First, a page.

Welcome to 2018! In many languages the month January is named after Janus the two-faced Roman god of doorways, and the start of a new year is traditionally a time for review, looking back at the past 12 months and looking forward to the next. There is also a widespread custom of making “new year resolutions” to change something in the year ahead. Unfortunately, these resolutions usually last only a few weeks before old habits reassert themselves!
Calling someone “two-faced” isn’t usually a compliment, but when it comes to managing risk, it might actually be something to aim for. How can we be like Janus in our management of risk, looking backwards as well as forwards, at the same time?
Risk management is obviously about looking forwards, scanning the uncertain and unclear future in an attempt to discern what awaits us. It offers businesses, projects and individuals a “forward-looking radar”, identifying threats to be avoided and opportunities which might be captured. Even though the precise details of such uncertainties may remain unclear, the “risk radar” can make us aware of their location and size, helping us to formulate appropriate action plans in advance.
But what about the other direction, the “rear-view mirror”? Does the past have any relevance to risk management? How can risk management look backwards?
Strictly speaking there is no risk in the past, since it has already occurred (although we may remain uncertain about what actually happened and what it means!). But George Santayana said “Those who cannot remember the past are condemned to repeat it.” So we must review the past in order to learn for the future. For risk management this means addressing the following questions:
- What types of risk can be identified on my project or business? Are there any generic risks that might affect similar projects?
- Which identified risks actually occurred, and why? This includes problems that could have been foreseen as threats, and missed opportunities that could have been captured.
- What preventative actions could have been taken to minimize or avoid threats? What proactive actions could have been taken to maximize or exploit opportunities?
- Which identified risks did not occur, and why? Which responses were effective in managing risks, and which were ineffective?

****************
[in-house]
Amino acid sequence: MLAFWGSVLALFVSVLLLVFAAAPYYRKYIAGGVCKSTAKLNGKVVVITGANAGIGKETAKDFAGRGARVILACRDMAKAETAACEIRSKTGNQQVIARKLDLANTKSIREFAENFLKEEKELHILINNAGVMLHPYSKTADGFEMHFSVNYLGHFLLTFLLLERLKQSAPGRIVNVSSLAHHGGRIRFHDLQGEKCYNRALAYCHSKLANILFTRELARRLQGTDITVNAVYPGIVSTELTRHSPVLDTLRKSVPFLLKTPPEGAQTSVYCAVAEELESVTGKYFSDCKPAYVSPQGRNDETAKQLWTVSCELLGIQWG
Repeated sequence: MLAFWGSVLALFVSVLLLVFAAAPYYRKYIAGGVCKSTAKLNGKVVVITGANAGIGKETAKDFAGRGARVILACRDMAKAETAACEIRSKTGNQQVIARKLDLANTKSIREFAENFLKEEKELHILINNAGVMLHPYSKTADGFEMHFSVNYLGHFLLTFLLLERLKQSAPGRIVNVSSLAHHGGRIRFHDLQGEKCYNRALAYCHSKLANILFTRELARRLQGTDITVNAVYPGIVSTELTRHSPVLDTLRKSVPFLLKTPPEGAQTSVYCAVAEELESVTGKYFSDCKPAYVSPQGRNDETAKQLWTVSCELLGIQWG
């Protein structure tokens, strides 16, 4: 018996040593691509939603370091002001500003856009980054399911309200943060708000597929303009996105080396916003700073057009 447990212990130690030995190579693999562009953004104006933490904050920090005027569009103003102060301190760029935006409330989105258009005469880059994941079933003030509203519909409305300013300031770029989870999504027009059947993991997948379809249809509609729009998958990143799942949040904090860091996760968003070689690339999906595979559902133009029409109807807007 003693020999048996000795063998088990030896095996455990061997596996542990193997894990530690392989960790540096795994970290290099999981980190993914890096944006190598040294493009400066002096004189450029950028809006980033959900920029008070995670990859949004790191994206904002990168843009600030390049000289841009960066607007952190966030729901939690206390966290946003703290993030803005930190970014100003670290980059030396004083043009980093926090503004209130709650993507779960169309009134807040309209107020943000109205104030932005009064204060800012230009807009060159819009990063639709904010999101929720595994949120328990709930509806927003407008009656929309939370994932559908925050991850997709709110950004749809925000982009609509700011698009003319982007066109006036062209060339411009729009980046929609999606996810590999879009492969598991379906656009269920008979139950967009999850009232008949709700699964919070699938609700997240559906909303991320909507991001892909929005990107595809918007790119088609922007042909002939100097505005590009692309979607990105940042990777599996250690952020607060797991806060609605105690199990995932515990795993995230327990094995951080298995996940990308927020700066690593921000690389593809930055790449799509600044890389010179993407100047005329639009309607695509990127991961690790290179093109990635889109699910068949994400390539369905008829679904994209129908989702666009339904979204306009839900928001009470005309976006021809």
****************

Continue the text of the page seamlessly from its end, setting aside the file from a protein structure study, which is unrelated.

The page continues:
- How much effort was spent on the risk process, both to execute the process, and to implement responses?
- Can any specific benefits be attributed to the risk process, e.g. reduced project duration or cost, increased business benefits or client satisfaction, etc.?
The results from this type of lessons-learned exercise can be used to update risk identification tools such as checklists, to incorporate preventative risk response strategies into future projects, and to improve the effectiveness of risk management. It might also be possible to estimate return on investment (ROI) for the risk process, by comparing specifically attributable benefits with process costs.
If we do not learn lessons from our past, we will repeat it. I often hear people say “This risk affects all our projects, and it usually happens!” This is shocking, from a risk perspective!! For a risk to happen once is understandable, since uncertain events can occur even on the best-managed projects. If the same risk occurs twice, that is unfortunate, because the chances should be less than the first time. But for the same risk to happen a third time is unacceptable, as it exposes a lack of learning from the past.
So as we stand on the threshold of another new year, we should look behind us as well as in front, using the rear-view mirror as well as the forward-looking radar. Of course, we must focus on the challenges ahead and use the risk process to help us move forward safely towards our objectives. But we must also remember our past, learn the lessons from our journey to this point, and not repeat the same mistakes. Happy New Year!